Please note: This information was current at the time of publication. But medical information is always changing, and some information given here may be out of date. For regularly updated information on a variety of health topics, please visit, the AAFP patient education website.

Information from Your Family Doctor

Acute Respiratory Distress Syndrome


Am Fam Physician. 2012 Feb 15;85(4):365.

  See related article on acute respiratory distress syndrome.

What is acute respiratory distress syndrome?

Acute respiratory distress syndrome, or ARDS, is a serious illness that causes shortness of breath, fast breathing, and difficulty getting oxygen from the lungs to the rest of the body. ARDS occurs when the air-filled sacs in the lungs called alveoli [al-VEE-oh-LIE] fill with fluid.

What causes it?

ARDS is caused by an injury to the lungs. Your lungs can be injured by an illness, like pneumonia or a blood infection, by inhaling water or vomit, or by trauma. These injuries are believed to cause the lungs to swell. This swelling can break down blood vessels and alveoli, causing fluid to build up in the lungs.

How is it treated?

ARDS can be life threatening, so it has to be treated in the intensive care unit of the hospital. Most patients with ARDS are put on a machine called a ventilator that breathes for them, until they are able to breathe on their own. Other treatments include medicine for pain and to treat infections.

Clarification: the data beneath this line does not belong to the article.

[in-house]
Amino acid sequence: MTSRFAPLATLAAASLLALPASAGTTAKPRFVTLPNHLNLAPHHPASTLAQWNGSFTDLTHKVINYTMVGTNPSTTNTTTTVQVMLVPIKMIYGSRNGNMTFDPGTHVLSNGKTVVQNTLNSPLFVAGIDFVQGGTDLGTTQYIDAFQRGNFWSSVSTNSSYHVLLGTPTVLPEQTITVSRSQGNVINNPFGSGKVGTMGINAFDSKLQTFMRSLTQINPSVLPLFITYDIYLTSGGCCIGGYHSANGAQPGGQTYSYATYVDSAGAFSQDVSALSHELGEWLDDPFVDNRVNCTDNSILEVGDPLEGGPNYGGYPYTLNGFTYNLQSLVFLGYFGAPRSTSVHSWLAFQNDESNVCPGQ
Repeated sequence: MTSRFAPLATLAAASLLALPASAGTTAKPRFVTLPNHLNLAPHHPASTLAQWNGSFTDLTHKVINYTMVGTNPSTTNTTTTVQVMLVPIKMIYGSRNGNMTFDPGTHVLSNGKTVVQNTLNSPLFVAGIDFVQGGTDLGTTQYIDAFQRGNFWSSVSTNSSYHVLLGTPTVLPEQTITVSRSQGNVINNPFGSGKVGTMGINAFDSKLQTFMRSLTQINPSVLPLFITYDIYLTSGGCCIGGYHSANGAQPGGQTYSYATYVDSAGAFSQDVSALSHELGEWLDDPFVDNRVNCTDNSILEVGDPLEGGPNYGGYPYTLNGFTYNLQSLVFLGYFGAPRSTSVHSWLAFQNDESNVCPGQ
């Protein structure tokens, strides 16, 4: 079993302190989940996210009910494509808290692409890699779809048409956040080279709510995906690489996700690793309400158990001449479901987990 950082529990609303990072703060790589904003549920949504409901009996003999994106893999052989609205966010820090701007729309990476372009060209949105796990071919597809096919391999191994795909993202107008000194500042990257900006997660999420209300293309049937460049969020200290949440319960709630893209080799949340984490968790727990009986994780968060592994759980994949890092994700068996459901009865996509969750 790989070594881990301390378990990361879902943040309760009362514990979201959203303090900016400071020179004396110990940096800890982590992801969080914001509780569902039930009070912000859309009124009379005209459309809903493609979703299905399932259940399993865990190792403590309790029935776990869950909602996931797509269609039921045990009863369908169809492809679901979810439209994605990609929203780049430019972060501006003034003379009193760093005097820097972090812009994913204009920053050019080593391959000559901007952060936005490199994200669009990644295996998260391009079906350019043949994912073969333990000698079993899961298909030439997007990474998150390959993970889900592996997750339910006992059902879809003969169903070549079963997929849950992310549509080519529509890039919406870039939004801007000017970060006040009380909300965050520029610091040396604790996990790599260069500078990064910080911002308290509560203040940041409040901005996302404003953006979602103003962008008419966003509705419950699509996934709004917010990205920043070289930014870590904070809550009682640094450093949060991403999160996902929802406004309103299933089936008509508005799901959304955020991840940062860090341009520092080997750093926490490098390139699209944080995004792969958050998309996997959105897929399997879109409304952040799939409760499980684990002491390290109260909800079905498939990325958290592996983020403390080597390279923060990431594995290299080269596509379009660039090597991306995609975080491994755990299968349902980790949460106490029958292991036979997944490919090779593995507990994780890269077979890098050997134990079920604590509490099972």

What are the long-term effects?

Even after leaving the hospital, some patients who recover from ARDS will need to use an oxygen machine to help with shortness of breath. Some will be weak or have problems like depression or posttraumatic stress disorder. Your doctor can help you manage these problems.

Where can I get more information?

Your doctor

ARDS Foundation

Web site:

National Heart, Lung, and Blood Institute ARDS Network

Web site:

This handout is provided to you by your family doctor and the American Academy of Family Physicians. Other health-related information is available from the AAFP online at

This information provides a general overview and may not apply to everyone. Talk to your family doctor to find out if this information applies to you and to get more information on this subject.


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